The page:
Biographical Sketches of Committee on Accelerating Behavioral Science through Ontology Development and Use
Robert M. Kaplan (NAM) is a faculty member at the Stanford School of Medicine Clinical Excellence Research Center. He previously served as chief science officer at the U.S. Agency for Healthcare Research and Quality (AHRQ) and as associate director of the National Institutes of Health, where he led the behavioral and social sciences programs. He is also a distinguished research professor of health policy and management at the University of California, Los Angeles (UCLA), where he previously led the UCLA/RAND AHRQ health services training program and the UCLA/RAND Centers for Disease Control Prevention Research Center. He was formerly chair of the Department of Health Services and professor and chair of the Department of Family and Preventive Medicine, at the University of California, San Diego. He is a past president of five different national or international professional organizations and has served as editor-in-chief for two academic journals. He has a Ph.D. in psychology from the University of California, Riverside.
Demba Ba serves as associate professor of electrical engineering and bioengineering in Harvard University’s School of Engineering and Applied Sciences, where he directs the Chesapeake Regional Information System for our Patients group. Recently, he has taken a keen interest in the connection between artificial neural networks and sparse signal processing. His group leverages this connection to solve data-driven unsupervised learning problems in neuroscience, to understand the principles of hierarchical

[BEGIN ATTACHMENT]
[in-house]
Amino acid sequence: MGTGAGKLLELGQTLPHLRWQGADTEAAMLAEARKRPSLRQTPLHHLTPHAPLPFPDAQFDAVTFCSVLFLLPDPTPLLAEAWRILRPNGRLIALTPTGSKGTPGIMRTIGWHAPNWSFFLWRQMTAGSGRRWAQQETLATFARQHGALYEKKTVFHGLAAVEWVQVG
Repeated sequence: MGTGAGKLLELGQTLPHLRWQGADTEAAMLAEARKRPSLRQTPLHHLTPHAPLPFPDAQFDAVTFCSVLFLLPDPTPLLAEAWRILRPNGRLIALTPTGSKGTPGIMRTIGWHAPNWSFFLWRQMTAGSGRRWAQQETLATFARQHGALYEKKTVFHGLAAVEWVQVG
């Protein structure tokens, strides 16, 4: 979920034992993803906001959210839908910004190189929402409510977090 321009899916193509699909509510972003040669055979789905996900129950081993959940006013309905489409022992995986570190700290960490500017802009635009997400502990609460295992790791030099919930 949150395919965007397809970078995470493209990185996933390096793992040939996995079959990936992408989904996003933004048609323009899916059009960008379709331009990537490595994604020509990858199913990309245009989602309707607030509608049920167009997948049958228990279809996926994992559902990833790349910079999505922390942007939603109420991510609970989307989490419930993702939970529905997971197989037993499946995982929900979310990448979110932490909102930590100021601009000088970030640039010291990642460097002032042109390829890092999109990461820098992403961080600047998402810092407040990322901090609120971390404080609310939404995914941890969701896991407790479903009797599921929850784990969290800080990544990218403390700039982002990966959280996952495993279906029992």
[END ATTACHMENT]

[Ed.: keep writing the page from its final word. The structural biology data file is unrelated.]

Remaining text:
representations of sensory signals in the brain, and to develop explainable artificial intelligence. Previously, he was a postdoctoral associate with the MIT/Harvard Neuroscience Statistics Research Laboratory, where he developed theory and efficient algorithms to assess synchrony among large assemblies of neurons. He has a Ph.D. in electrical engineering and computer science with a minor in mathematics from the Massachusetts Institute of Technology. In 2021, Harvard’s Faculty of Arts and Sciences awarded him the Roslyn Abramson award for outstanding undergraduate teaching.
Lisa Feldman Barrett is a university distinguished professor at Northeastern University with appointments at the Massachusetts General Hospital (MGH) and Harvard Medical School. Her lab is developing a systems-level model of brain and body mechanisms to unify human affect, emotion, motivation, cognition, and action. She is the recipient of a National Institutes of Health Director’s Pioneer Award for transformative research, Guggenheim Fellowship in neuroscience, the Mentor Award for Lifetime Achievement from the Association for Psychological Science, and the Distinguished Scientific Contribution Award from the American Psychological Association. She is an elected fellow of the American Academy of Arts and Sciences, the Royal Society of Canada, and a number of other honorific societies. She is also a former president of the APS. She is the Chief Science Officer for the Center for Law, Brain and Behavior at MGH, and actively engages in informal science education. She has a Ph.D. in clinical psychology from the University of Waterloo.